The surname of ORD was a locational name 'of Orde' a township in North Durham. Local surnames, by far the largest group, derived from a place name where the man held land or from the place from which he had come, or where he actually lived. These local surnames were originally preceded by a preposition such as 'de', 'atte', 'by' or 'in'. The names may derive from a manor held, from working in a religious dwelling or from literally living by a wood or marsh or by a stream. Following the Crusades in Europe a need was felt for a family name. This was recognized by those of noble blood, who realised the prestige and practical advantage it would add to their status. Early records of the name mention Richard de Orde, listed in the Yorkshire Poll Tax of 1379. Peter de Orde, was documented in the year 1281, in North Durham, and Edward Orde was recorded in Lancashire in 1273. Thomas Orde of Yorkshire, was listed in the Yorkshire Poll Tax of 1379. Richard Orde of County Northumberland, registered at Oxford University in 1585. John Buckland married Dorothy Ord at St. George's Chapel, Mayfair, london in 1750.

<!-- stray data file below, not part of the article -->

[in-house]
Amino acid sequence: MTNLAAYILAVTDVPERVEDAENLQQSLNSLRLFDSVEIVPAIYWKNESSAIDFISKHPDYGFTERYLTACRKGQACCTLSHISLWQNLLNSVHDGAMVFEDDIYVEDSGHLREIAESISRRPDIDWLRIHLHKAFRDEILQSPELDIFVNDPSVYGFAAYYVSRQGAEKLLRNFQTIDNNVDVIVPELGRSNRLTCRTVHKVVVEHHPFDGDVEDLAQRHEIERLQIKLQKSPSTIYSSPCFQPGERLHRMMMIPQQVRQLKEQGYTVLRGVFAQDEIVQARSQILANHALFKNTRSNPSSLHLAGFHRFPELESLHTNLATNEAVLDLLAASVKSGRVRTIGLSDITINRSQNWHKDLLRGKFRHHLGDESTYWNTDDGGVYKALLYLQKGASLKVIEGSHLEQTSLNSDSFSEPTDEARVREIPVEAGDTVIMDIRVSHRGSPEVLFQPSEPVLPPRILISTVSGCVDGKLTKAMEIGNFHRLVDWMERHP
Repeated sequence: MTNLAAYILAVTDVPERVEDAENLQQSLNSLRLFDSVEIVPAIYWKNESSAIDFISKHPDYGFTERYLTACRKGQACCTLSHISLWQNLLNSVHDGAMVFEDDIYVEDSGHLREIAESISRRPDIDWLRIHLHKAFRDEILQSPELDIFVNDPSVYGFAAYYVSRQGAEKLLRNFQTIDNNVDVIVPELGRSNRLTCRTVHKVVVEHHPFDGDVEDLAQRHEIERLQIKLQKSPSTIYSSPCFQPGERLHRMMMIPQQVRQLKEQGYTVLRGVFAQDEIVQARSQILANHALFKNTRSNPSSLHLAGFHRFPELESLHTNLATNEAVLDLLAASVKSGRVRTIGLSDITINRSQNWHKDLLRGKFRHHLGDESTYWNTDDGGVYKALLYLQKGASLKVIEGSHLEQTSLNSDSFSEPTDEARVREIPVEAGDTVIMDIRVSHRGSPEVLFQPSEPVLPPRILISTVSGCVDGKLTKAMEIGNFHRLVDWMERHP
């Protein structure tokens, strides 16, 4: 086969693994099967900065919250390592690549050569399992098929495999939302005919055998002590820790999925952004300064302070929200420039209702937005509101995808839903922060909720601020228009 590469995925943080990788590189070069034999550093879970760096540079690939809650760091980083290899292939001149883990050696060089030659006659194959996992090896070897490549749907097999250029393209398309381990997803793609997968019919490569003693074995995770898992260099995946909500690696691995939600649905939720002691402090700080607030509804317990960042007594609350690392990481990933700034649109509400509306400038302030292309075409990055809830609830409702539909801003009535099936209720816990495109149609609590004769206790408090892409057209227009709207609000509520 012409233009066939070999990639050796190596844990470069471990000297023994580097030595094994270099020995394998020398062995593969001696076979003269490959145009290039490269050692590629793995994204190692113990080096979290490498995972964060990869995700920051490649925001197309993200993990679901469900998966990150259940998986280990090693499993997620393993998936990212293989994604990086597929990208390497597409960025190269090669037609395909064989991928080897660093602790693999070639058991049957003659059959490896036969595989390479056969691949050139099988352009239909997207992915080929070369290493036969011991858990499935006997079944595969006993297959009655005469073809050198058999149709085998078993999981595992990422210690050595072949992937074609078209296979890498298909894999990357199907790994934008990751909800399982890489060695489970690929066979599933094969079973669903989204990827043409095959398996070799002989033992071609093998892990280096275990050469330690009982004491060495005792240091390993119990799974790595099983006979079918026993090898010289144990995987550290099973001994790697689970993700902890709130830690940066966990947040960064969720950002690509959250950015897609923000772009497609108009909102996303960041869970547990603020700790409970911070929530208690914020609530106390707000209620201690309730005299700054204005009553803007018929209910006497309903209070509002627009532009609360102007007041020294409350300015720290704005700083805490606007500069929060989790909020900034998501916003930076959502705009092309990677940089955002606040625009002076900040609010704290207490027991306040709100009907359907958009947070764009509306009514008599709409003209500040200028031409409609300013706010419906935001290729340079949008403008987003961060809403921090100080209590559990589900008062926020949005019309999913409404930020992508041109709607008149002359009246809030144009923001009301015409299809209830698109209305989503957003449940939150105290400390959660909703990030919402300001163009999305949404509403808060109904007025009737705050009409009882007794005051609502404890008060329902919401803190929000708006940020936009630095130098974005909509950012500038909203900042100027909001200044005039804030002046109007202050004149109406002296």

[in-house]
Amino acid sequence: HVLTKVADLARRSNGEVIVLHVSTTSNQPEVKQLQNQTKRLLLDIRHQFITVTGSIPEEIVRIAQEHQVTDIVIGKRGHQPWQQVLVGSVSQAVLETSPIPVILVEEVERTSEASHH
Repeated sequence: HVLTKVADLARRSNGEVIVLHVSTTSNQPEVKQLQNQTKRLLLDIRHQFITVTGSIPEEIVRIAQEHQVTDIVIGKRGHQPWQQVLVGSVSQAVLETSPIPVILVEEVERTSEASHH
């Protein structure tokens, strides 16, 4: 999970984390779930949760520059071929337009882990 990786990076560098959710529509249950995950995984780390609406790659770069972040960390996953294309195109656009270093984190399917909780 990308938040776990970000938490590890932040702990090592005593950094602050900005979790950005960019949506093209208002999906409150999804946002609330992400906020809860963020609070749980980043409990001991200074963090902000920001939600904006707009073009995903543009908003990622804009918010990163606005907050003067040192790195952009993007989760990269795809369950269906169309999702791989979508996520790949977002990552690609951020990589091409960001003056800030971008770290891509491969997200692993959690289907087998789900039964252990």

The acquisition of surnames in Europe and England, during the last eight hundred years has been affected by many factors, including social class and social structure, naming practices in cultures and traditions. On the whole the richer and more powerful classes tended to aquire surnames earlier than the working class or the poor, while surnames were quicker to catch on in urban areas than in more sparsely populated rural areas. The bulk of surnames in England were formed in the 13th and 14th centuries. The process started earlier and continued in place names into the 19th century, but the norm is that in the 11th century people did not have surnames, whereas by the 15th century they did.
The associated arms are recorded in Sir Bernard Burkes General Armory. Ulster King of Arms in 1884.
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